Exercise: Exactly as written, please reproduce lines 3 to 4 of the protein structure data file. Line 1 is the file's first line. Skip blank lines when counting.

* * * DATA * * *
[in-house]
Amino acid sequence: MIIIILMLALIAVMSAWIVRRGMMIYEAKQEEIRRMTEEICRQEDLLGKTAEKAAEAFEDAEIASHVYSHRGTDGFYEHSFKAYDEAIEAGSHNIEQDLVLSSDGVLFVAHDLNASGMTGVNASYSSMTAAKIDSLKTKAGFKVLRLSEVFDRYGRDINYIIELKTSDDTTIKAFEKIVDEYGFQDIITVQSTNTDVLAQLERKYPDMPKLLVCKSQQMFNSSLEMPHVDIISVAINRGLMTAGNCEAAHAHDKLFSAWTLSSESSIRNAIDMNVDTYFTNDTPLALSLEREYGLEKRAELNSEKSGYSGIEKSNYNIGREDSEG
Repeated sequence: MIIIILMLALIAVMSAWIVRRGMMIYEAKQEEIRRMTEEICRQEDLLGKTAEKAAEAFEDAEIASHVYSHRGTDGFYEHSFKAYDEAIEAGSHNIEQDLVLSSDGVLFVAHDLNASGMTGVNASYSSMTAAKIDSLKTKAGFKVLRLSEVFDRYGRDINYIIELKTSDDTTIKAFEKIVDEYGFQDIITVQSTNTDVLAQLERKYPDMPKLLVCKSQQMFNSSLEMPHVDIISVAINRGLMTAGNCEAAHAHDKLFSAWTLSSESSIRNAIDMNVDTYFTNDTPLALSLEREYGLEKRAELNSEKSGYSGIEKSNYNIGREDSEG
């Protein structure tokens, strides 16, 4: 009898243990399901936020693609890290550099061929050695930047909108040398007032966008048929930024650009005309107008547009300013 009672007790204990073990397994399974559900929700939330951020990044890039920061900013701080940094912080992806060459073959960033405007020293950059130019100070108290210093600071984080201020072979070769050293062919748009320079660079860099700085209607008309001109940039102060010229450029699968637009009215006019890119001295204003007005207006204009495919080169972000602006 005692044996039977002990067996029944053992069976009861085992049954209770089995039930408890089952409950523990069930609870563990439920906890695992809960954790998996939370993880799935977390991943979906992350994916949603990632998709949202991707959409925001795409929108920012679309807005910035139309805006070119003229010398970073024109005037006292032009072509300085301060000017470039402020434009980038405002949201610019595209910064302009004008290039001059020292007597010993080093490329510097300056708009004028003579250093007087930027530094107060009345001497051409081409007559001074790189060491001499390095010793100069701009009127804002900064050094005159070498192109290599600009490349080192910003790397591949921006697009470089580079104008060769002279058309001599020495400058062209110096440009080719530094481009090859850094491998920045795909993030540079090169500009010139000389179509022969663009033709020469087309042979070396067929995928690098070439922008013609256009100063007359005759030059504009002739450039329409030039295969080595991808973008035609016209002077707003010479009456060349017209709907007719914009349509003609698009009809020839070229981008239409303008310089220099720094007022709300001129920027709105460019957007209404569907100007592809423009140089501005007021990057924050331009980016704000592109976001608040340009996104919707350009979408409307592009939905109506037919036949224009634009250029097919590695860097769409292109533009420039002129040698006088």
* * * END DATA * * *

Repeated sequence: MIIIILMLALIAVMSAWIVRRGMMIYEAKQEEIRRMTEEICRQEDLLGKTAEKAAEAFEDAEIASHVYSHRGTDGFYEHSFKAYDEAIEAGSHNIEQDLVLSSDGVLFVAHDLNASGMTGVNASYSSMTAAKIDSLKTKAGFKVLRLSEVFDRYGRDINYIIELKTSDDTTIKAFEKIVDEYGFQDIITVQSTNTDVLAQLERKYPDMPKLLVCKSQQMFNSSLEMPHVDIISVAINRGLMTAGNCEAAHAHDKLFSAWTLSSESSIRNAIDMNVDTYFTNDTPLALSLEREYGLEKRAELNSEKSGYSGIEKSNYNIGREDSEG
């Protein structure tokens, strides 16, 4: 009898243990399901936020693609890290550099061929050695930047909108040398007032966008048929930024650009005309107008547009300013 009672007790204990073990397994399974559900929700939330951020990044890039920061900013701080940094912080992806060459073959960033405007020293950059130019100070108290210093600071984080201020072979070769050293062919748009320079660079860099700085209607008309001109940039102060010229450029699968637009009215006019890119001295204003007005207006204009495919080169972000602006 005692044996039977002990067996029944053992069976009861085992049954209770089995039930408890089952409950523990069930609870563990439920906890695992809960954790998996939370993880799935977390991943979906992350994916949603990632998709949202991707959409925001795409929108920012679309807005910035139309805006070119003229010398970073024109005037006292032009072509300085301060000017470039402020434009980038405002949201610019595209910064302009004008290039001059020292007597010993080093490329510097300056708009004028003579250093007087930027530094107060009345001497051409081409007559001074790189060491001499390095010793100069701009009127804002900064050094005159070498192109290599600009490349080192910003790397591949921006697009470089580079104008060769002279058309001599020495400058062209110096440009080719530094481009090859850094491998920045795909993030540079090169500009010139000389179509022969663009033709020469087309042979070396067929995928690098070439922008013609256009100063007359005759030059504009002739450039329409030039295969080595991808973008035609016209002077707003010479009456060349017209709907007719914009349509003609698009009809020839070229981008239409303008310089220099720094007022709300001129920027709105460019957007209404569907100007592809423009140089501005007021990057924050331009980016704000592109976001608040340009996104919707350009979408409307592009939905109506037919036949224009634009250029097919590695860097769409292109533009420039002129040698006088």